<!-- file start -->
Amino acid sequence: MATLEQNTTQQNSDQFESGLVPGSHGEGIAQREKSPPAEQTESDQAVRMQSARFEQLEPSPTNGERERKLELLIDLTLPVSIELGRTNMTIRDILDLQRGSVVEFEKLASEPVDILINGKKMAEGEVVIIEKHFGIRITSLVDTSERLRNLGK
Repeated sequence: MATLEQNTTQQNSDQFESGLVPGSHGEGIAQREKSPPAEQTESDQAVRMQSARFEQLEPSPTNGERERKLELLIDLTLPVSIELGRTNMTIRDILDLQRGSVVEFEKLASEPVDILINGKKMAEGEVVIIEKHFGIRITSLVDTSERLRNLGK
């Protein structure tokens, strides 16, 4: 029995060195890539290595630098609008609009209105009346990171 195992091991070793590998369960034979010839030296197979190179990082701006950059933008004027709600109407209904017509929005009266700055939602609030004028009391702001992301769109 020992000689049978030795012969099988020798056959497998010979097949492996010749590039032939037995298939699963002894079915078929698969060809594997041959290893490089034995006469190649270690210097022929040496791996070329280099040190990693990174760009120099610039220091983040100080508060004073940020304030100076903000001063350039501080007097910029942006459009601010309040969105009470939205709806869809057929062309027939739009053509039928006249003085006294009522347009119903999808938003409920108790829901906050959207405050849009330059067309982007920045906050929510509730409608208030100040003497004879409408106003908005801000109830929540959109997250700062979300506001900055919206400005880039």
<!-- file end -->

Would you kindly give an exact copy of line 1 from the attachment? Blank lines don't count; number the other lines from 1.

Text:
Amino acid sequence: MATLEQNTTQQNSDQFESGLVPGSHGEGIAQREKSPPAEQTESDQAVRMQSARFEQLEPSPTNGERERKLELLIDLTLPVSIELGRTNMTIRDILDLQRGSVVEFEKLASEPVDILINGKKMAEGEVVIIEKHFGIRITSLVDTSERLRNLGK